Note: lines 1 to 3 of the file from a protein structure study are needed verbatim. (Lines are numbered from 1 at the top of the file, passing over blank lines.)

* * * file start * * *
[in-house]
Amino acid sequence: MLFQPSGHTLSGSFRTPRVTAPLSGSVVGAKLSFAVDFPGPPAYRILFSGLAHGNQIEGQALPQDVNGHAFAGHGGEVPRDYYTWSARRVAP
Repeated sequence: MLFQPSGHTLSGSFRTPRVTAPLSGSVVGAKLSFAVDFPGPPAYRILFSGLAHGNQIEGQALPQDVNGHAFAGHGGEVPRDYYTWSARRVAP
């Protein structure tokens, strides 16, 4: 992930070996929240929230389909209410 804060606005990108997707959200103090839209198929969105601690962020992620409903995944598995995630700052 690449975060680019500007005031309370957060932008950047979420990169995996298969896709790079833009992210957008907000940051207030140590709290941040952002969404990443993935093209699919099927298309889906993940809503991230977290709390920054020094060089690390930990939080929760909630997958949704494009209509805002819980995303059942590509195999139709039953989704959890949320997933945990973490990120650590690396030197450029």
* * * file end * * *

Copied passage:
[in-house]
Amino acid sequence: MLFQPSGHTLSGSFRTPRVTAPLSGSVVGAKLSFAVDFPGPPAYRILFSGLAHGNQIEGQALPQDVNGHAFAGHGGEVPRDYYTWSARRVAP
Repeated sequence: MLFQPSGHTLSGSFRTPRVTAPLSGSVVGAKLSFAVDFPGPPAYRILFSGLAHGNQIEGQALPQDVNGHAFAGHGGEVPRDYYTWSARRVAP